Penobscot County Sheriff’s Office warns of scams involving advertising with phony business

Posted Nov. 20, 2013, at 2:19 p.m.
Last modified Nov. 20, 2013, at 5:28 p.m.
Chief Deputy Troy Morton of the Penobscot County Sheriff's Office and Penobscot County Emergency Management Agency director Michelle Tanguay prepare to address reporters regarding a scam in Bangor on Wednesday.
Chief Deputy Troy Morton of the Penobscot County Sheriff's Office and Penobscot County Emergency Management Agency director Michelle Tanguay prepare to address reporters regarding a scam in Bangor on Wednesday.

BANGOR, Maine — It’s not uncommon for police to field calls regarding scams these days, according to Chief Deputy Troy Morton of the Penobscot County Sheriff’s Office.

It’s all too easy for con artists and scammers to target people and companies.

Morton and Penobscot County Emergency Management Agency director Michelle Tanguay collaborated Wednesday to make the public aware that scam artists are using EMA’s name to solicit advertising dollars for a phony business.

The chief deputy said in this case the scammers contact a local business asking if it would advertise with their phony company. The scammers mention Tanguay’s name to gain the confidence of the targeted business. The scammers ask the targeted business for information as well as funds.

“We know we cannot stop all scams, but we know we can reduce the risk of scams,” Morton said to local media at the sheriff’s office Wednesday morning.

“The hook with this was they were using the EMA of Penobscot County’s title to entice companies to believe this was a credible company,” Morton explained.

Tanguay said that she learned of the scams when an undisclosed business contacted her after the scammers had apparently used her name.

“It was suspicious enough, so [the business] called me,” Tanguay said.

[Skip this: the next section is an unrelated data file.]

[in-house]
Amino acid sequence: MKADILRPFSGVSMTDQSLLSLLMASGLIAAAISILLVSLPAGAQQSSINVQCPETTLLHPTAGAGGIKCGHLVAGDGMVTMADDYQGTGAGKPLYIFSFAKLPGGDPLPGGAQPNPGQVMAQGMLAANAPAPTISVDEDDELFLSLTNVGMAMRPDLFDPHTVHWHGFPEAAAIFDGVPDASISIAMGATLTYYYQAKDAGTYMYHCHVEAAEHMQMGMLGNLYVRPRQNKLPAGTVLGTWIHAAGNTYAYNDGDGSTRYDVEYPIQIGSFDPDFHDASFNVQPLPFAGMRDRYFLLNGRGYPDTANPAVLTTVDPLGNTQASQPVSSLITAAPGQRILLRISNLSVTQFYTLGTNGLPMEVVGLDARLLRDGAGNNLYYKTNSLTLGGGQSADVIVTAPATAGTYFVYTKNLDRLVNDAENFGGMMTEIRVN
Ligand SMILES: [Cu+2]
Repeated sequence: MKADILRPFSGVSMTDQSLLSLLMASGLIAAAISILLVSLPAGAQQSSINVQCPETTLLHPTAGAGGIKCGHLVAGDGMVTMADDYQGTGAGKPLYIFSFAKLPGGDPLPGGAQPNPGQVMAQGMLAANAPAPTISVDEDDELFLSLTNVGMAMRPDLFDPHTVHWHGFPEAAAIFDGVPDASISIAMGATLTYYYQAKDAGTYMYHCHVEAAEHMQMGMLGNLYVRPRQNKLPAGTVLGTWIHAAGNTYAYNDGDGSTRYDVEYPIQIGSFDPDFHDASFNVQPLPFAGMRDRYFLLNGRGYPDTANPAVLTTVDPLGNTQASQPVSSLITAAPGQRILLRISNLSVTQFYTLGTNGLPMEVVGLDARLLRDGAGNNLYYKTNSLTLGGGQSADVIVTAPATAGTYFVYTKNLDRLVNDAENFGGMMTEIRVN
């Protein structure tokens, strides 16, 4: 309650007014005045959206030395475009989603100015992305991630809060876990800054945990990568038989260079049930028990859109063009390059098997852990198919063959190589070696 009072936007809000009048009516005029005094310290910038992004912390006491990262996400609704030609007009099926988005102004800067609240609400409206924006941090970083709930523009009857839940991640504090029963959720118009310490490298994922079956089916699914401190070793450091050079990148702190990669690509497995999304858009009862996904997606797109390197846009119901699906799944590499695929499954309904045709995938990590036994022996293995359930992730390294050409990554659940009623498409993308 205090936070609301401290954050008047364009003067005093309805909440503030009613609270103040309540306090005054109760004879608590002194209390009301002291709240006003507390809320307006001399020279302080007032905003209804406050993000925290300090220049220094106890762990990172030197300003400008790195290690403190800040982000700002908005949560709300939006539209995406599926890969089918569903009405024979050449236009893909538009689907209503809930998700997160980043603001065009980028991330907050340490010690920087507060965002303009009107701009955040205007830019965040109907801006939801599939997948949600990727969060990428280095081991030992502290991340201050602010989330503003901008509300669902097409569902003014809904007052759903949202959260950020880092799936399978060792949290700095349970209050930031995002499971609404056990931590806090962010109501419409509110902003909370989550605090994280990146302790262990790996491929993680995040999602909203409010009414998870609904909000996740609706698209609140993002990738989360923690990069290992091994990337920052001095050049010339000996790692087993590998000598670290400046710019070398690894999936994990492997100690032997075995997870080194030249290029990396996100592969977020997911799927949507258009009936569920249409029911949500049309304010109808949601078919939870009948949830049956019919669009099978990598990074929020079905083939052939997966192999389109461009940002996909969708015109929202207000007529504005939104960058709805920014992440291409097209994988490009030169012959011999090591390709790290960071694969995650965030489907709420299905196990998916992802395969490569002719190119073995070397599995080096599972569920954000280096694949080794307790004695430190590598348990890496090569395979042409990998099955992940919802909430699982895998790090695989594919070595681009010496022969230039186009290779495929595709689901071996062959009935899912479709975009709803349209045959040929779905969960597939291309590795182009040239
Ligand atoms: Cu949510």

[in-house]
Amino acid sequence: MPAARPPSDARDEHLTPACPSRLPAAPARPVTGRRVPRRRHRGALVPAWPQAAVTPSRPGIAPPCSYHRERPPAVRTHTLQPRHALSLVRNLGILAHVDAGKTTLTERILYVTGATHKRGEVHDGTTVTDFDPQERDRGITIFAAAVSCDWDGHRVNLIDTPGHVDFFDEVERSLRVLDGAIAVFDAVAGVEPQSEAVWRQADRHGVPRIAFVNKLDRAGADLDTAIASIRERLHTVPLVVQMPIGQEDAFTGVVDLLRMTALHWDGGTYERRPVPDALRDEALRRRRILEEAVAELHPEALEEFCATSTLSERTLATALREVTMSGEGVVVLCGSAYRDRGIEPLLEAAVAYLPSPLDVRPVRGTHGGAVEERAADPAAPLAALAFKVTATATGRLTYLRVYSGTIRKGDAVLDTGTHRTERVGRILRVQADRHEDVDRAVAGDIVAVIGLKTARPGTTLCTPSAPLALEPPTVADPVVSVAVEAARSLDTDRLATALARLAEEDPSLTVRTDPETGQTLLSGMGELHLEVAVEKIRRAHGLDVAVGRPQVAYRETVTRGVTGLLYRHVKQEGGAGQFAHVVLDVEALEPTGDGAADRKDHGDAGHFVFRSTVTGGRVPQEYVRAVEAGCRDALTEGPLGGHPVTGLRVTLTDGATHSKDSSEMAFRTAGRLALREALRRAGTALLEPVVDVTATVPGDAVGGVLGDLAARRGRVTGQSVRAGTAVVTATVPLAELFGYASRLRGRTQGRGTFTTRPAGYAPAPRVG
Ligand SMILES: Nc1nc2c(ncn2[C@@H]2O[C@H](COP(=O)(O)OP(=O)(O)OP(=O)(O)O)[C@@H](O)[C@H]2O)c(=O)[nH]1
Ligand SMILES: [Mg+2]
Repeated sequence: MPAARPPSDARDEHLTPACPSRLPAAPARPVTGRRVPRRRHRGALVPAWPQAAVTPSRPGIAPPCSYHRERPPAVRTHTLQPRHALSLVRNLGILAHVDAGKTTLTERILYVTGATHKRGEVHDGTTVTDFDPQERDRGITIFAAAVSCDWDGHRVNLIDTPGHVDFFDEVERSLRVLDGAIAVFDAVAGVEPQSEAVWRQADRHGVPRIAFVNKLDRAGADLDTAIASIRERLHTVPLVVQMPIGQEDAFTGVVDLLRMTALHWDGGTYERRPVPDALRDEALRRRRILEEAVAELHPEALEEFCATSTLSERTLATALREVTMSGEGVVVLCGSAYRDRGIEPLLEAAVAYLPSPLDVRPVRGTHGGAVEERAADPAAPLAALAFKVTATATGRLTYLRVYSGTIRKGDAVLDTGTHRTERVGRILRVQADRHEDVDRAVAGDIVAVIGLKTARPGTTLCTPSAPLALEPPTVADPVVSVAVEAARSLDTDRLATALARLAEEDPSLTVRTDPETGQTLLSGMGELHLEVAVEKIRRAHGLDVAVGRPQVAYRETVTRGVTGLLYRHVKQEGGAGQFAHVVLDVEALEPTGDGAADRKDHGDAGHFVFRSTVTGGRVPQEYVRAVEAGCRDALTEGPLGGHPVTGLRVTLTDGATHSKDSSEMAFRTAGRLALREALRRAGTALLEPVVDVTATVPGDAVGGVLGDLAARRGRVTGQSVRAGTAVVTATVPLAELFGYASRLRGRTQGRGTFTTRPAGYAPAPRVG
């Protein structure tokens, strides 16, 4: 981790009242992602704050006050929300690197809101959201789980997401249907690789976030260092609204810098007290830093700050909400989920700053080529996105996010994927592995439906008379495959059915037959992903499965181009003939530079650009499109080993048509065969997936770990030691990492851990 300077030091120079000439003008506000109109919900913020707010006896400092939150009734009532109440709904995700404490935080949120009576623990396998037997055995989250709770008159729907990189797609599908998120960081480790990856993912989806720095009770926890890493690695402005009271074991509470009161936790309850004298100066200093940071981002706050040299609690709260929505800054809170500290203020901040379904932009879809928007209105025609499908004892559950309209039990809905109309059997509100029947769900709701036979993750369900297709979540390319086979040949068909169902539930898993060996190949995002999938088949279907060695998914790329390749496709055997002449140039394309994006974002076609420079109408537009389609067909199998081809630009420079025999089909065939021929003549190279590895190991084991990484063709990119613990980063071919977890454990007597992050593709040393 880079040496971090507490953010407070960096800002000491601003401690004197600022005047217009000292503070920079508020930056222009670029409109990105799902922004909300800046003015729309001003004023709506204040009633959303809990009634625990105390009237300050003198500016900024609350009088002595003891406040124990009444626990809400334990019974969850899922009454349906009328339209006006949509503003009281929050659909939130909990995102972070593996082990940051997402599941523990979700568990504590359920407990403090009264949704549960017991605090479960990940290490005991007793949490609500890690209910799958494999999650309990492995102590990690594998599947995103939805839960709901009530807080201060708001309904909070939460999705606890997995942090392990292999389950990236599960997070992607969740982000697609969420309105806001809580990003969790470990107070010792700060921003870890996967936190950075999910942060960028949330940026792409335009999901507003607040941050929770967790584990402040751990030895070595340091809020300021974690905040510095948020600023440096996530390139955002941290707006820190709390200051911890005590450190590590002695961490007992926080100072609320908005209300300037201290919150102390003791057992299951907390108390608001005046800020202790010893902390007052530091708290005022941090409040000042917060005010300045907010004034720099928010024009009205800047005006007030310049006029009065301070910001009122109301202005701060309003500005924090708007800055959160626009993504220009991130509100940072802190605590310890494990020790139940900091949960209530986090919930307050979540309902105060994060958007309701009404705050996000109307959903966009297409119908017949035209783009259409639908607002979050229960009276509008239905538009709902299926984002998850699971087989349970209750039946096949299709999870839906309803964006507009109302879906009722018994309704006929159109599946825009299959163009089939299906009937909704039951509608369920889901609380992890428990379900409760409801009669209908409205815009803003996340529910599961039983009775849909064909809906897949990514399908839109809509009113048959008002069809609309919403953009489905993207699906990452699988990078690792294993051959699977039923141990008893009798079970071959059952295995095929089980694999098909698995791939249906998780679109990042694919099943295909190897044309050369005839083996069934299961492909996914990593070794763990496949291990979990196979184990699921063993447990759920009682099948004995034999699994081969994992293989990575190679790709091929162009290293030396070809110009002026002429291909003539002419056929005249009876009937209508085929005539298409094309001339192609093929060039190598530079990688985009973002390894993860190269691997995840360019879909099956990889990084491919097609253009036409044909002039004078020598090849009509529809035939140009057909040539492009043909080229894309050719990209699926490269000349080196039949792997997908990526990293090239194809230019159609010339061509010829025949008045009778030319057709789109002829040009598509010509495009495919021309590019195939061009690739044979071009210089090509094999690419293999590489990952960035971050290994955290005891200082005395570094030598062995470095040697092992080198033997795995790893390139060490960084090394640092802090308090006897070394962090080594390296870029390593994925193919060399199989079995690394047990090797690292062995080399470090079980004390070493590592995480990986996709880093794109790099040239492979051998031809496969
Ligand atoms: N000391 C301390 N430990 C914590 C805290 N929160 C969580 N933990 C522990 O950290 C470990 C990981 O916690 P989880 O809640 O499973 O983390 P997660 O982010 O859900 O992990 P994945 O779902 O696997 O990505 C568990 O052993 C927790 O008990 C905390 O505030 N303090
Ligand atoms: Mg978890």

An undisclosed number of calls have been pouring into the sheriff’s office regarding this scam over the course of the week, Morton said.

Penobscot County’s Emergency Management Agency deals with cleanup or repair if people have had fires in their homes or other disasters.

Morton said it’s unlikely the scam artists are local. He also pointed out that most of them use TracFones, which can make it difficult for police to trace calls.

“Many are certainly not here in the state and a great deal are not here in the country,” Morton said.

Earlier this week, police on Mount Desert Island learned a woman had lost $70,00 through a Jamaican lottery scheme. That incident remains under investigation. In that case, the victim was “sweet-talked” by the caller, which is common in a lot of scam cases.

“They will pressure you and use words that sound familiar to you,” the chief deputy warned of another recurring scam theme.

Morton said most scam victims tend not to report it. He’s hopeful that by getting the word out, more people will.

“Again, the information is crucial for us to be able to prevent others [from becoming victims],” he said. “As ridiculous as some of these scams are, people still become victims.”

Anyone who believes they are being scammed should contact their local law enforcement agency.

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